The White House Fights Back

Condoleezza Rice and Richard Clarke september 11 commission
CBS/AP
Trying to blunt allegations the Bush administration mishandled terror threats before Sept. 11, the White House is offering to let President Bush's top national security aide meet privately for a second time with a federal panel investigating the terrorist attacks.

The White House said in a letter late Thursday to the independent Sept. 11 commission that such a session would allow Condoleezza Rice to clear up "a number of mischaracterizations" of her statements and positions.



Condoleezza Rice has agreed to be interviewed by Ed Bradley this weekend for broadcast on CBS News' 60 Minutes on Sunday, 7 p.m. ET. And Secretary of State Colin Powell will speak on Face The Nation, Sunday, 10 a.m. ET


Rice, who has spoken frequently and written about the administration's pre- and post-Sept. 11 strategy, still would not testify publicly before the panel, as the members and many relatives of victims of the 2001 terrorist attacks want.

In his letter, White House Counsel Alberto Gonzales wrote that it was important that presidential advisers such as Rice "not be compelled to testify publicly before congressional bodies such as the (Sept. 11) commission."

The White House move follows highly publicized testimony to the commission this week by Richard Clarke, a counterterrorism adviser to the past three presidents and author of a new book critical of Bush.

Clarke, who left his White House post 13 months ago, told the commission on Wednesday that the administration accorded a lower priority to combatting the al Qaeda terror organization when it came to power than the outgoing Clinton administration had shown. He also said the invasion of Iraq undermined the war on terror.

With Clarke striking at the heart of Bush's re-election strategy, the White House has mounted a furious counterattack, accusing the former adviser of seeking to rewrite history to sell copies of his tell-all book.

"He needs to get his story straight," Rice said as the White House identified Clarke as the senior official who had praised Bush's anti-terrorism efforts in an anonymous briefing for reporters in 2002.

Adding new intensity to the flap, Senate Majority Leader Bill Frist said Friday that key Republicans in Congress are seeking to declassify testimony that former terrorism adviser Richard Clarke gave in 2002 about the 9/11 attack.

CBS News Correspondent

reports Frist said, "Mr. Clarke has told two entirely different stories under oath."

It was a highly unusual move, and Frist said the aim was to determine whether Clarke lied under oath — either in 2002 or this week — when he appeared before a bipartisan Sept. 11 commission and sharply criticized Bush's handling of the war on terror.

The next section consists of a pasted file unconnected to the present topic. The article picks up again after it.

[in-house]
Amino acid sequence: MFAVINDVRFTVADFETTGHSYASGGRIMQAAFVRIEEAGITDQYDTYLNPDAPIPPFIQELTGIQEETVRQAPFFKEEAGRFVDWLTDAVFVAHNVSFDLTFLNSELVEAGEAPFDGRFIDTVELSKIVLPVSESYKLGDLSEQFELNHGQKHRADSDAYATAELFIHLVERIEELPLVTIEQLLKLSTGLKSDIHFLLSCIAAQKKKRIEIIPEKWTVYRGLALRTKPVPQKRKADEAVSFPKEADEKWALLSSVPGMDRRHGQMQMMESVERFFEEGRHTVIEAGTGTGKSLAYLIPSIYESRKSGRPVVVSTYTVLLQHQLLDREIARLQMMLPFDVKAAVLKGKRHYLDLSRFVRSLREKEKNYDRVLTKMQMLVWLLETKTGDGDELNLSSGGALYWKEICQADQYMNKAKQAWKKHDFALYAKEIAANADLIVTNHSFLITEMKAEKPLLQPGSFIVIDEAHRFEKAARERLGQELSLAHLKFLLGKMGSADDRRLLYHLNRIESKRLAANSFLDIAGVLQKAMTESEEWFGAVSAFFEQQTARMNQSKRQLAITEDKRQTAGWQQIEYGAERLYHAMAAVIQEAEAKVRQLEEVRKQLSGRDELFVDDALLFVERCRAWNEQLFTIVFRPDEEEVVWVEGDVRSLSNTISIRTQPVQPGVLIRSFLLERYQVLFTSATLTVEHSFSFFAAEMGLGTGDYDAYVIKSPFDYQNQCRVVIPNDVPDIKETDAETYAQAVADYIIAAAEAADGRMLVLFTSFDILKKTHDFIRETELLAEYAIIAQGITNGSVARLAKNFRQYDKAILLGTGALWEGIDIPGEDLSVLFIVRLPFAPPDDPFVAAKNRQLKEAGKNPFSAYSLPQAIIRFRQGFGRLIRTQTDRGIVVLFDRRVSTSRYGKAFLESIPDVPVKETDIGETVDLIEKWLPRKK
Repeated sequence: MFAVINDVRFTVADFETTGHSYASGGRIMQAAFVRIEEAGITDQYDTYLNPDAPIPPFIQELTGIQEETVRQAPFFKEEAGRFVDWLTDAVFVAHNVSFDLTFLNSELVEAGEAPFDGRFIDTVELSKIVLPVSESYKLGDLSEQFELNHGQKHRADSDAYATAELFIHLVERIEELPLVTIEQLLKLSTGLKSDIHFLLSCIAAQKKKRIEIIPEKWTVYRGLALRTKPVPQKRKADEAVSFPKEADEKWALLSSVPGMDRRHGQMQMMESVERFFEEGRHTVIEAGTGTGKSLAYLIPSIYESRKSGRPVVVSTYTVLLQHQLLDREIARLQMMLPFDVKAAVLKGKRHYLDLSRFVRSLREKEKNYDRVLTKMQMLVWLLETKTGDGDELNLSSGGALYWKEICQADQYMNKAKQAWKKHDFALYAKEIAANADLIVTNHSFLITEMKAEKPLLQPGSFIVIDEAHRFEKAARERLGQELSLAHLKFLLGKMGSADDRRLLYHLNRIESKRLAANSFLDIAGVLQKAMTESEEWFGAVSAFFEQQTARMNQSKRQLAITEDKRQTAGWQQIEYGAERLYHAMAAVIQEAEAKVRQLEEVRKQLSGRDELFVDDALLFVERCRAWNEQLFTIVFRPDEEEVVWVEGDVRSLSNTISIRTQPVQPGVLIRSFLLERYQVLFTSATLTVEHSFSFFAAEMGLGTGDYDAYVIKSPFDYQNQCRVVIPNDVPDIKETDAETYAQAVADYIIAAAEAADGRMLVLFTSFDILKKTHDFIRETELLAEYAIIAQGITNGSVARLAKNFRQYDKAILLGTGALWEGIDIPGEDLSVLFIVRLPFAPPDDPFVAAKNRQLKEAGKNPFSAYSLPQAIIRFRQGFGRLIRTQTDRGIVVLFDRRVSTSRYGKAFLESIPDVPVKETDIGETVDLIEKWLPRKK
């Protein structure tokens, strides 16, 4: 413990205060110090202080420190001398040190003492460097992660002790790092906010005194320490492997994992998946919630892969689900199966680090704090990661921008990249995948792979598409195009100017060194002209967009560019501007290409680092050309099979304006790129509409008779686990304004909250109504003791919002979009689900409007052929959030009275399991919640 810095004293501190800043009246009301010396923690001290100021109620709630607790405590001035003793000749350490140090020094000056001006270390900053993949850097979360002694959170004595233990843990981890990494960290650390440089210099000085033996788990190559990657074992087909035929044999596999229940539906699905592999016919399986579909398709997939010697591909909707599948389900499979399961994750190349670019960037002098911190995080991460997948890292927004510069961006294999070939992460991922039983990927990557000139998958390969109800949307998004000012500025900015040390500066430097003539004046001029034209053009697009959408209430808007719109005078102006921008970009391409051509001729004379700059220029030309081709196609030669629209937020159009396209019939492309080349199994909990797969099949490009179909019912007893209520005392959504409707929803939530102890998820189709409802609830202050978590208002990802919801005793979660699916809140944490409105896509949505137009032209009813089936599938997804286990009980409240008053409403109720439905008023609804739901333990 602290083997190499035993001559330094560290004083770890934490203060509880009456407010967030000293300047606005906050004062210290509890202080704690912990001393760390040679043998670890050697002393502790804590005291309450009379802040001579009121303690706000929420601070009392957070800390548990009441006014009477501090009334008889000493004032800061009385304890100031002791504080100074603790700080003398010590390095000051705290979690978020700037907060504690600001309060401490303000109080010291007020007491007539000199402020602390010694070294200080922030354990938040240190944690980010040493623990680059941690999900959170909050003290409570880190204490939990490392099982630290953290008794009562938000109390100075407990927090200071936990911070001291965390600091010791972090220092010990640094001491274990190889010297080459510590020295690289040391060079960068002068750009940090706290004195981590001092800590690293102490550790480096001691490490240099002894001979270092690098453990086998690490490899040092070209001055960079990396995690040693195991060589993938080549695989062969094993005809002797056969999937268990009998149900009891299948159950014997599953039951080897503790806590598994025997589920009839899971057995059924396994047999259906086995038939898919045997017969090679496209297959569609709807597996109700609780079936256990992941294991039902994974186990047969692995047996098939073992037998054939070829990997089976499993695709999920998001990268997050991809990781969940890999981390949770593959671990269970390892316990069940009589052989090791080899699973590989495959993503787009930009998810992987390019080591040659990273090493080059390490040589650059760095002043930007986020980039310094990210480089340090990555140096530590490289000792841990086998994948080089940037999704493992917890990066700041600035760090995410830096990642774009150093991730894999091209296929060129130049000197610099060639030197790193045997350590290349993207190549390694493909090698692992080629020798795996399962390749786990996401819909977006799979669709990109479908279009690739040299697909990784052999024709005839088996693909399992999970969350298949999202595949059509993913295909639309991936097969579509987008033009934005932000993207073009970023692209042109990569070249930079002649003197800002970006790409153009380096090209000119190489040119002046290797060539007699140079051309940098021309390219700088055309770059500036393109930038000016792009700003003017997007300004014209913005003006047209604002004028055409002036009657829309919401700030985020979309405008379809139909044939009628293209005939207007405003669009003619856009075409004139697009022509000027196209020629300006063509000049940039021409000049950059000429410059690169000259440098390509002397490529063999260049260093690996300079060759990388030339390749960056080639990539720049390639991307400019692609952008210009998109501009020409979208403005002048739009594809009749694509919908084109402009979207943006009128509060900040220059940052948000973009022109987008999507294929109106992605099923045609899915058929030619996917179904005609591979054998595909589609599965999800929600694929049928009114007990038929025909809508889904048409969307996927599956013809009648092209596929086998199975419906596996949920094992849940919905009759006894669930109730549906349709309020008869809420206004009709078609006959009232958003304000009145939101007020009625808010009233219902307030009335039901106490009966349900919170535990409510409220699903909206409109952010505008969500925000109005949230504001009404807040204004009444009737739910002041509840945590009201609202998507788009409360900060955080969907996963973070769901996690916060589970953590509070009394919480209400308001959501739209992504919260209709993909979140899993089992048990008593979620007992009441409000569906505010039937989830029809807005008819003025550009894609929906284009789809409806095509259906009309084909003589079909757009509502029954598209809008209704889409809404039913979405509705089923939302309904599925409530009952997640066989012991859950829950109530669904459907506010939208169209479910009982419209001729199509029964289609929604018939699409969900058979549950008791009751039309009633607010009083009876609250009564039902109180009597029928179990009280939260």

For his part, Bush defended his handling of the war on terror during a trip to New Hampshire on Thursday, without mentioning Clarke by name.

"Had I known that the enemy was going to use airplanes to strike America, to attack us, I would have used every resource, every asset, every power of this government to protect the American people," the president said.

Public trust in the president's judgment was relatively high after the terrorist attacks on New York City and Washington and spiked up again during the Iraq war. But the percentage of people who trust Bush has fallen below 50 percent in some polls since.

Retracted White House statements do little to boost public trust. CBS News Correspondent

reports, until today, the Bush administration denied a meeting had taken place between the president and Clarke, during which Bush allegedly instructed Clarke to investigate Saddam Hussein and Iraq after Sept. 11.

The White House today reversed that comment, and staff members now tell reporters, "We are not denying such a meeting took place. It probably did."

Republican and Democratic members of the Sept. 11 commission have urged the administration to abandon its refusal to allow Rice to testify publicly. Some GOP members of Congress, speaking on condition of anonymity, said they also believed Rice should appear, at least in part to rebut Clarke.

Rice had said Wednesday she was willing to return for another private session. She met privately with panelists for about four hours on Feb. 7.

Her refusal to appear publicly, while at the same time granting a host of nationally broadcast interviews, has produced harsh criticism. On Sunday, Rice was to appear again, this time on CBS' "60 Minutes" a week after Clarke used that program to talk about his book.

Secretary of State Colin Powell will also defense the White House on CBS' Face The Nation, 10 a.m. ET Sunday.

"The American public wants answers to these questions. She ought to testify. She ought to testify under oath," Terry McAuliffe, the Democratic Party chairman, said Friday on ABC's "Good Morning America."

"This is about getting to the bottom of some very serious questions about what went on around Sept. 11 and why we didn't do a better job of preparing ourselves."

McAuliffe's Republican counterpart, Ed Gillespie, countered on the same show that "for a White House staffer to appear before a legislative branch body, that's different than talking to reporters."

The White House said Rice wanted to rebut statements made in this week's public testimony before the panel.

Gonzales also said statements that other national security advisers have testified before Congress in open session were wrong. Previous testimony from national security advisers have either been in closed session or involved potential criminal wrongdoing, Gonzales said.

The commission also has been denied the opportunity to question Bush and Cheney in open session. The White House has agreed to allow those interviews to occur only privately, and only with two commissioners.